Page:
This Will Be My Undoing Lib/E: Living at the Intersection of Black, Female, and Feminist in (White) America

Morgan Jerkins (Read by)
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Description

From one of the fiercest critics writing today, Morgan Jerkins' highly-anticipated collection of linked essays interweaves her incisive commentary on pop culture, feminism, black history, misogyny, and racism with her own experiences to confront the very real challenges of being a black woman today--perfect for fans of Roxane Gay's Bad Feminist, Rebecca Solnit's Men Explain Things to Me, and Chimamanda Ngozie Adichie's We Should All Be Feminists.

Morgan Jerkins is only in her twenties, but she has already established herself as an insightful, brutally honest writer who isn't afraid of tackling tough, controversial subjects. In This Will Be My Undoing, she takes on perhaps one of the most provocative contemporary topics: What does it mean to "be"--to live as, to exist as--a black woman today? This is a book about black women, but it's necessary reading for all Americans.Doubly disenfranchised by race and gender, often deprived of a place within the mostly white mainstream feminist movement, black women are objectified, silenced, and marginalized with devastating consequences, in ways both obvious and subtle, that are rarely acknowledged in our country's larger discussion about inequality. In This Will Be My Undoing, Jerkins becomes both narrator and subject to expose the social, cultural, and historical story of black female oppression that influences the black community as well as the white, male-dominated world at large. Whether she's writing about Sailor Moon; Rachel Dolezal; the stigma of therapy; her complex relationship with her own physical body; the pain of dating when men say they don't "see color"; being a black visitor in Russia; the specter of "the fast-tailed girl" and the paradox of black female sexuality; or disabled black women in the context of the "Black Girl Magic" movement, Jerkins is compelling and revelatory.

Product Details

Price
$49.99
Publisher
HarperCollins
Publish Date
January 30, 2018
Dimensions
6.6 X 1.2 X 6.0 inches | 0.61 pounds
Language
English
Type
Compact Disc
EAN/UPC
9781538480458

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About the Author

Morgan Jerkins is a senior editor at Medium's ZORA magazine. Her work has been featured in the New Yorker, Vogue, the New York Times, the Atlantic, Elle, Rolling Stone, Lenny Letter, and BuzzFeed, among many other outlets. She lives in New York.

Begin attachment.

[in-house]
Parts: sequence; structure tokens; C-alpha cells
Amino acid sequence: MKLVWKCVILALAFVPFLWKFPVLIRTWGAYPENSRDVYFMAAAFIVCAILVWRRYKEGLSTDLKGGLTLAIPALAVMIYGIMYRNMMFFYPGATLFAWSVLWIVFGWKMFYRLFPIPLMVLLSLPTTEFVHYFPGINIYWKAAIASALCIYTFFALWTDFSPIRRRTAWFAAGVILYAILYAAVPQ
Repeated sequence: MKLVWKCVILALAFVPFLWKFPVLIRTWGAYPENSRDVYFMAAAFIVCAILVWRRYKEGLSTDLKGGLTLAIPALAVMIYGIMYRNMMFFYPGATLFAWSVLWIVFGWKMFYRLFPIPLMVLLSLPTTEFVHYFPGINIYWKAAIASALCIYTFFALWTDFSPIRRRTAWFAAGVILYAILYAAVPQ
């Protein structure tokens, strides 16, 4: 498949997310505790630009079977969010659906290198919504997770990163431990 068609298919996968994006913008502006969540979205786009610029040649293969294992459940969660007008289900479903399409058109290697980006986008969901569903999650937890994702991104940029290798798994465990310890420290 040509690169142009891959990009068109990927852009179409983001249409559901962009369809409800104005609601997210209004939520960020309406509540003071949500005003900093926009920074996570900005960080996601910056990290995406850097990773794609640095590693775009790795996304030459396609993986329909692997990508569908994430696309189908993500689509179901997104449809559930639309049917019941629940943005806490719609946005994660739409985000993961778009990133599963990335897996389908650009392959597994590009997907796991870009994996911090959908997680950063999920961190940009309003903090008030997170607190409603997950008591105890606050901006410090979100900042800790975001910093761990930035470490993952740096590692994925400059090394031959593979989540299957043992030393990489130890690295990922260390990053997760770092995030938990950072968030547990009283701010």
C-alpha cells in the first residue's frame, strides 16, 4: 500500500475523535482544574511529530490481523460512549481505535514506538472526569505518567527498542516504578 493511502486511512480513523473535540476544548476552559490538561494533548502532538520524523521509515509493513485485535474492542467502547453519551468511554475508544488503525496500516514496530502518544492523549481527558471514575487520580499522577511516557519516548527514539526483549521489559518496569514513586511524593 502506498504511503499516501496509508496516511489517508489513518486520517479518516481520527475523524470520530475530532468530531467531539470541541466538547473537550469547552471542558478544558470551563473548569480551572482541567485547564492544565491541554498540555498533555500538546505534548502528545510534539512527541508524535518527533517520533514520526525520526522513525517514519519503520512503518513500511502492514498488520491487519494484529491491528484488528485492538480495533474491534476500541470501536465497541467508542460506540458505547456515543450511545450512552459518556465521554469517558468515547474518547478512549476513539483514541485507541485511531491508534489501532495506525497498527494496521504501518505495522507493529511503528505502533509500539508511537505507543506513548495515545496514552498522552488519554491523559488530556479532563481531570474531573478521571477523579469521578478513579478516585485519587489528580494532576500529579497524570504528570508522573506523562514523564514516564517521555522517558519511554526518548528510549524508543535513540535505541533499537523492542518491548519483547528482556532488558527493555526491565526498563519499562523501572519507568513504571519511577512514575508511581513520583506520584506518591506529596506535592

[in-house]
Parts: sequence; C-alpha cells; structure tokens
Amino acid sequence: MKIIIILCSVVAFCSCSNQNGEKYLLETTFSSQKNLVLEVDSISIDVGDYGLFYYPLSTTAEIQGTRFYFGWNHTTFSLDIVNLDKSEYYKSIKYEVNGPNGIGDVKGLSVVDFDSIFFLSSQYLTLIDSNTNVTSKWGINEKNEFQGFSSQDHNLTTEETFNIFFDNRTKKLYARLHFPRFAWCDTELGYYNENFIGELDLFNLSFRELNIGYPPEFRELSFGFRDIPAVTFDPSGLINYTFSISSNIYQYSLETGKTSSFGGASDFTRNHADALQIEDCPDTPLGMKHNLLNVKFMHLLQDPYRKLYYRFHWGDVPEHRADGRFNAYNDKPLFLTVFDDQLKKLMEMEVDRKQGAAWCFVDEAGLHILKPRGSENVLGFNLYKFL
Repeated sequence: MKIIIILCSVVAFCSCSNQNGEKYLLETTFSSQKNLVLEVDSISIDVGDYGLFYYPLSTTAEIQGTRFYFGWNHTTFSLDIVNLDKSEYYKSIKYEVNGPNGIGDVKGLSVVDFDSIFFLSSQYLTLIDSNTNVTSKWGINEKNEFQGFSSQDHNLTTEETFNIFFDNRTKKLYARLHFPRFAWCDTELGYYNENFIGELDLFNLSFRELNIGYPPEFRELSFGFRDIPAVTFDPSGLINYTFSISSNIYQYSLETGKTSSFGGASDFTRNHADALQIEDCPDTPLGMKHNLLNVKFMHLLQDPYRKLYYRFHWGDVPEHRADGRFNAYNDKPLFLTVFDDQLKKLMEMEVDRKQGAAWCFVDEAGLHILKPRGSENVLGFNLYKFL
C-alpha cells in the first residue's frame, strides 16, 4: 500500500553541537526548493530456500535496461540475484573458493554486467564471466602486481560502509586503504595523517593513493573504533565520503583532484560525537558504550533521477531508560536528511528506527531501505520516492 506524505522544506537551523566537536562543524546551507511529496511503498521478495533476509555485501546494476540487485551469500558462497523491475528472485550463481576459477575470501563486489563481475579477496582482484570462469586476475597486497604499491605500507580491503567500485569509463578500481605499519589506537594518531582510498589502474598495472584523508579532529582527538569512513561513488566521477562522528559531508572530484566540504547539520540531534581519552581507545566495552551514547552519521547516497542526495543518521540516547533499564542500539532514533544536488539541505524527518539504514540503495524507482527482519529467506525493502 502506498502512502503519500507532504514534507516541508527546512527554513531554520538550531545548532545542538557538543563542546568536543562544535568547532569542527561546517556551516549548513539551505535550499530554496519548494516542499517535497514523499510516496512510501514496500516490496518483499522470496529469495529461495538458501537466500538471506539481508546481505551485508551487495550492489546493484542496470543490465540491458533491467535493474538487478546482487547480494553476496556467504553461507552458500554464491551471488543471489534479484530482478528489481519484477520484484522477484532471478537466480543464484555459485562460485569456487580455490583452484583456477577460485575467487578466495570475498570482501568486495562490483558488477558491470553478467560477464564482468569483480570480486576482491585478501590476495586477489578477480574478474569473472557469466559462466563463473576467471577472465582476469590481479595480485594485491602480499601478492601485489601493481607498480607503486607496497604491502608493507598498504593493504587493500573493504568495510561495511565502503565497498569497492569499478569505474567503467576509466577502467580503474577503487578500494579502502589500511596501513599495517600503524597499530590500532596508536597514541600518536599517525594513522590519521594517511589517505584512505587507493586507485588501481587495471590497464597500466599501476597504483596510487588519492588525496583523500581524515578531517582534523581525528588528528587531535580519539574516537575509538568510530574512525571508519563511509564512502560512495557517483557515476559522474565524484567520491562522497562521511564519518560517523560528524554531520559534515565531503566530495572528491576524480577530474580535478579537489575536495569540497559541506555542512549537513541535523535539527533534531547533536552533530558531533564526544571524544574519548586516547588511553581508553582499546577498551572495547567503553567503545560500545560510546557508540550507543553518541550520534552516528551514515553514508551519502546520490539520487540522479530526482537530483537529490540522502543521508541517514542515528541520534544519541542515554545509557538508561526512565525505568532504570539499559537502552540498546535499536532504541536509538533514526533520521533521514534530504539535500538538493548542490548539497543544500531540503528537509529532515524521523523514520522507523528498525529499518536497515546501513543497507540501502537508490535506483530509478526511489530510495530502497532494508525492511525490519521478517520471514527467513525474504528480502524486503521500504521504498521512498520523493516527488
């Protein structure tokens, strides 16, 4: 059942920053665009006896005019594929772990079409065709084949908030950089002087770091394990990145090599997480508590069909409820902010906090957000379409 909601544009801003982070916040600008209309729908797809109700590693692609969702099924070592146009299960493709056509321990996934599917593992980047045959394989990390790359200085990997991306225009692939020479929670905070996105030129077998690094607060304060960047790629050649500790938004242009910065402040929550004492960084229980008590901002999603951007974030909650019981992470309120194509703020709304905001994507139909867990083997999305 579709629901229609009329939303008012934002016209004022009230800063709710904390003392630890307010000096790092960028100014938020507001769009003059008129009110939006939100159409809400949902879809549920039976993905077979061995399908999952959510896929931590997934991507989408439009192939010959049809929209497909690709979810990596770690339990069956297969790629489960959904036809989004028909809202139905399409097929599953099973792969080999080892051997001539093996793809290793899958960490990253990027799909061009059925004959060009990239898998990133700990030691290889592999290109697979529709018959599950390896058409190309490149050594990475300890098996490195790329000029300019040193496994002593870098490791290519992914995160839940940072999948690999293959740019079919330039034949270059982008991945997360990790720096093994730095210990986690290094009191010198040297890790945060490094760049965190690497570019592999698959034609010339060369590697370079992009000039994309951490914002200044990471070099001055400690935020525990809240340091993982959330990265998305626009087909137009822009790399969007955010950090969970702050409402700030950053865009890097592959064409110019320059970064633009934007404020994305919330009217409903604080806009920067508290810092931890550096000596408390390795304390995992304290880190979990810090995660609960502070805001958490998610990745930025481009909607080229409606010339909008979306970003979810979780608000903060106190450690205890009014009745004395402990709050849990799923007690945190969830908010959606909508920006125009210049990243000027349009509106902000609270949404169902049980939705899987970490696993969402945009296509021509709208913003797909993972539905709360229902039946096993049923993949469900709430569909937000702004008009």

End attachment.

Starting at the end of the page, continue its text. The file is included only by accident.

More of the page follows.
Reviews

This raw, compelling memoir makes for an outstanding audiobook, and the author's narration is well done. The depth of her intelligence is immediately obvious, but what's more riveting is her brutal honesty and her willingness to speak her truth-both beautiful and messy...This book is a must-listen-both funny and heartbreaking-but more importantly, it is an eye-opening call to action.

-- "AudioFile"

A writer to be reckoned with.

-- "Roxane Gay, New York Times bestselling author"

Morgan Jerkins is only twenty-six, and yet the wisdom packed in her essay collection is transcendent.

-- "Off the Shelf"

Jerkins's debut collection of essays forces readers to reckon with the humanity black women have consistently been denied...Personal, inviting, and fearless as she explores the racism and sexism black women face in America...[A] gorgeous and powerful collection.

-- "Publishers Weekly (starred review)"

Jerkins provides awareness into her own complexities-college-educated, black, female, Millennial, feminist-in an attempt to figure out where she fits in and in an effort to uncover the intricacies of her multilayered identity.

-- "Library Journal"

Jerkins' forthright examination of her own experiences leads to a triumphant reclaiming of blackness in all its power.

-- "Booklist"

In the provocative essays collected in her first book, Jerkins meditates on how it feels to be a black woman in the United States today...Reveals complicated, messily human responses to knotty problems. Never intended as the final word on the black female experience in America today, it uncovers the effect of social forces on one perceptive young woman.

-- "Kirkus Reviews"